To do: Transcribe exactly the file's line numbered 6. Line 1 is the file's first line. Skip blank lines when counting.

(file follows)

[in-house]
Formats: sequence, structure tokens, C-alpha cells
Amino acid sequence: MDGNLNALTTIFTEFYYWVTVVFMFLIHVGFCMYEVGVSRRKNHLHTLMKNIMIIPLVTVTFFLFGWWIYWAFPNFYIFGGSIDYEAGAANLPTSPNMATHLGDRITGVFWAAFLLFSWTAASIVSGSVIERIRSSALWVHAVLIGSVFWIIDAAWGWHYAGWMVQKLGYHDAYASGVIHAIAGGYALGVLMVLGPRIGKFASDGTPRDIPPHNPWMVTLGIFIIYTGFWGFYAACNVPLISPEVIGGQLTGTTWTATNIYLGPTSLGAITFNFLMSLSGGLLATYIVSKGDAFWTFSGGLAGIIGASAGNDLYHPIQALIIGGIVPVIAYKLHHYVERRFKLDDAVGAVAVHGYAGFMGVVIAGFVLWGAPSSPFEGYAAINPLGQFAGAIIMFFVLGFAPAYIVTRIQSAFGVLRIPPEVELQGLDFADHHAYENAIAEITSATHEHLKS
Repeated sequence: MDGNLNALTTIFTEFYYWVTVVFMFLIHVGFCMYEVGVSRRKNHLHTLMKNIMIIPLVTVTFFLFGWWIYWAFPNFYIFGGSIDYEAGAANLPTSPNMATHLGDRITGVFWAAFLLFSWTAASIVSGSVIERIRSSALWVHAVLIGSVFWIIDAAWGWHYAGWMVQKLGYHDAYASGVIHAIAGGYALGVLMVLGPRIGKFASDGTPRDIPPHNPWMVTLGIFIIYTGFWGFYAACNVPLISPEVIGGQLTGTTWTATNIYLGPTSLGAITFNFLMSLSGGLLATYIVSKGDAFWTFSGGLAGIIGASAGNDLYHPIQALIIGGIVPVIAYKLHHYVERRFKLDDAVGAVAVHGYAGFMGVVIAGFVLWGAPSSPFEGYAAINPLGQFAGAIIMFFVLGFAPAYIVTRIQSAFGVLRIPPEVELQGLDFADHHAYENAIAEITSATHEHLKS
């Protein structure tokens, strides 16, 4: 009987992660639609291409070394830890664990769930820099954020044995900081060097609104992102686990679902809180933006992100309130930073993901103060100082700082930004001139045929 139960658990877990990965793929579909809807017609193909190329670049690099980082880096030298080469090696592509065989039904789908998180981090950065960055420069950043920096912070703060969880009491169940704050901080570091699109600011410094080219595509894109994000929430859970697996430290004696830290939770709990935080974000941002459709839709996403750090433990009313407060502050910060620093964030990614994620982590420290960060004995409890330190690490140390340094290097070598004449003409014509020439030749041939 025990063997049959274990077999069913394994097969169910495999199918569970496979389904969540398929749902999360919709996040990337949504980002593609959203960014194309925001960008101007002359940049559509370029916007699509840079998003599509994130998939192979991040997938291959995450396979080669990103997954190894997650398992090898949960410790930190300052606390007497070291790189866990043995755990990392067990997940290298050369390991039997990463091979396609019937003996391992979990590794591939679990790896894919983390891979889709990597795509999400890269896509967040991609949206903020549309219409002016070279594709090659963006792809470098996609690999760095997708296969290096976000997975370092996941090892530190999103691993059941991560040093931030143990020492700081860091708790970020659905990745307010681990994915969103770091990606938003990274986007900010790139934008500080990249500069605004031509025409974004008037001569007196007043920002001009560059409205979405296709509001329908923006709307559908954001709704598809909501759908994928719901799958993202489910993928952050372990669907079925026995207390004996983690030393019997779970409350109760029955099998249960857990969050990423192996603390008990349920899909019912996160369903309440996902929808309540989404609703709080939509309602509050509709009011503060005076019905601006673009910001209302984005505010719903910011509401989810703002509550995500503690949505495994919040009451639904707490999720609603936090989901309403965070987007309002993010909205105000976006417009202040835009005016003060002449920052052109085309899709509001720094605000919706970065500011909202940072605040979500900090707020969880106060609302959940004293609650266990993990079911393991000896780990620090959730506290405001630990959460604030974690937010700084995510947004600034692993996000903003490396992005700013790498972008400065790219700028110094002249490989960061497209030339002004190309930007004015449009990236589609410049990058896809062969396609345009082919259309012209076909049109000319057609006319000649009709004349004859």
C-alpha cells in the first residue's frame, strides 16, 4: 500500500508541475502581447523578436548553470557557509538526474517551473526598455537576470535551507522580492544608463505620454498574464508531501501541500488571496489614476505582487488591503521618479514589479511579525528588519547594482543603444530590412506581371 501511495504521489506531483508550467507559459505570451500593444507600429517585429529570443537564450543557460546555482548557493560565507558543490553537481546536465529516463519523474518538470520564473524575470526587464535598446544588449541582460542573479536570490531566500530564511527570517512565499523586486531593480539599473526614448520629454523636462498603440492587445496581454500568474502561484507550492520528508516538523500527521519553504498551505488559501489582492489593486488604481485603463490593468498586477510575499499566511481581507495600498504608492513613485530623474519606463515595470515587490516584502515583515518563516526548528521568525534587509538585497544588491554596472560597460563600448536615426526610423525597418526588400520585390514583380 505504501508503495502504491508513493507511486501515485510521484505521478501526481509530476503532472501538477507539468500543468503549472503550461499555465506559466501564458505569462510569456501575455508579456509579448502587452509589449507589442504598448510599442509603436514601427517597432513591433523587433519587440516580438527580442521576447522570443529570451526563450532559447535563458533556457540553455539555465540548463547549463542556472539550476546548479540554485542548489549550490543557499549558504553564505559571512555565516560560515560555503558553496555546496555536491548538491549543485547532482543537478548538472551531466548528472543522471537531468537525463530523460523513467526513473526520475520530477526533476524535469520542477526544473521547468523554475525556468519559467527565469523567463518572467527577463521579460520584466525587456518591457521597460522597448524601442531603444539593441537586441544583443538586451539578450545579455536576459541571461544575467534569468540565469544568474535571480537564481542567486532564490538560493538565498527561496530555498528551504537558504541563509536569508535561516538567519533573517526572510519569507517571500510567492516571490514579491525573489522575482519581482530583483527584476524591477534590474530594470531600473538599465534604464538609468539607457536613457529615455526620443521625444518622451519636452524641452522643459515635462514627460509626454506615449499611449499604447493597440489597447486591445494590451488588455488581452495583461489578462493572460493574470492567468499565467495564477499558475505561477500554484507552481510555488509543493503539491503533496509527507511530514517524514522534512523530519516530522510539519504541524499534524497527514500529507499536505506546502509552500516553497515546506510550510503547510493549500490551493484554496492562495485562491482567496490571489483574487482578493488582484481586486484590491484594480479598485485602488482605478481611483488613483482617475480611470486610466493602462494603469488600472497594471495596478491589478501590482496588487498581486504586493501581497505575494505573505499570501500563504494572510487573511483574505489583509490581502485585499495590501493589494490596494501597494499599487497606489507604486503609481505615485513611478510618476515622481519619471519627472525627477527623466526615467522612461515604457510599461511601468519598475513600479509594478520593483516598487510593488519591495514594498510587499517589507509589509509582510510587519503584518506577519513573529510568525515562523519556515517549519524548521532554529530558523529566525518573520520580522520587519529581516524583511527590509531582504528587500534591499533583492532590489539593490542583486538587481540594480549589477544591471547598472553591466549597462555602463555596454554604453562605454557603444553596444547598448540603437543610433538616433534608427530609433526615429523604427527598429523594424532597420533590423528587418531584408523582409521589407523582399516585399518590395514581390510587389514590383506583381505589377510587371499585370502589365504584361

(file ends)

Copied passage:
C-alpha cells in the first residue's frame, strides 16, 4: 500500500508541475502581447523578436548553470557557509538526474517551473526598455537576470535551507522580492544608463505620454498574464508531501501541500488571496489614476505582487488591503521618479514589479511579525528588519547594482543603444530590412506581371 501511495504521489506531483508550467507559459505570451500593444507600429517585429529570443537564450543557460546555482548557493560565507558543490553537481546536465529516463519523474518538470520564473524575470526587464535598446544588449541582460542573479536570490531566500530564511527570517512565499523586486531593480539599473526614448520629454523636462498603440492587445496581454500568474502561484507550492520528508516538523500527521519553504498551505488559501489582492489593486488604481485603463490593468498586477510575499499566511481581507495600498504608492513613485530623474519606463515595470515587490516584502515583515518563516526548528521568525534587509538585497544588491554596472560597460563600448536615426526610423525597418526588400520585390514583380 505504501508503495502504491508513493507511486501515485510521484505521478501526481509530476503532472501538477507539468500543468503549472503550461499555465506559466501564458505569462510569456501575455508579456509579448502587452509589449507589442504598448510599442509603436514601427517597432513591433523587433519587440516580438527580442521576447522570443529570451526563450532559447535563458533556457540553455539555465540548463547549463542556472539550476546548479540554485542548489549550490543557499549558504553564505559571512555565516560560515560555503558553496555546496555536491548538491549543485547532482543537478548538472551531466548528472543522471537531468537525463530523460523513467526513473526520475520530477526533476524535469520542477526544473521547468523554475525556468519559467527565469523567463518572467527577463521579460520584466525587456518591457521597460522597448524601442531603444539593441537586441544583443538586451539578450545579455536576459541571461544575467534569468540565469544568474535571480537564481542567486532564490538560493538565498527561496530555498528551504537558504541563509536569508535561516538567519533573517526572510519569507517571500510567492516571490514579491525573489522575482519581482530583483527584476524591477534590474530594470531600473538599465534604464538609468539607457536613457529615455526620443521625444518622451519636452524641452522643459515635462514627460509626454506615449499611449499604447493597440489597447486591445494590451488588455488581452495583461489578462493572460493574470492567468499565467495564477499558475505561477500554484507552481510555488509543493503539491503533496509527507511530514517524514522534512523530519516530522510539519504541524499534524497527514500529507499536505506546502509552500516553497515546506510550510503547510493549500490551493484554496492562495485562491482567496490571489483574487482578493488582484481586486484590491484594480479598485485602488482605478481611483488613483482617475480611470486610466493602462494603469488600472497594471495596478491589478501590482496588487498581486504586493501581497505575494505573505499570501500563504494572510487573511483574505489583509490581502485585499495590501493589494490596494501597494499599487497606489507604486503609481505615485513611478510618476515622481519619471519627472525627477527623466526615467522612461515604457510599461511601468519598475513600479509594478520593483516598487510593488519591495514594498510587499517589507509589509509582510510587519503584518506577519513573529510568525515562523519556515517549519524548521532554529530558523529566525518573520520580522520587519529581516524583511527590509531582504528587500534591499533583492532590489539593490542583486538587481540594480549589477544591471547598472553591466549597462555602463555596454554604453562605454557603444553596444547598448540603437543610433538616433534608427530609433526615429523604427527598429523594424532597420533590423528587418531584408523582409521589407523582399516585399518590395514581390510587389514590383506583381505589377510587371499585370502589365504584361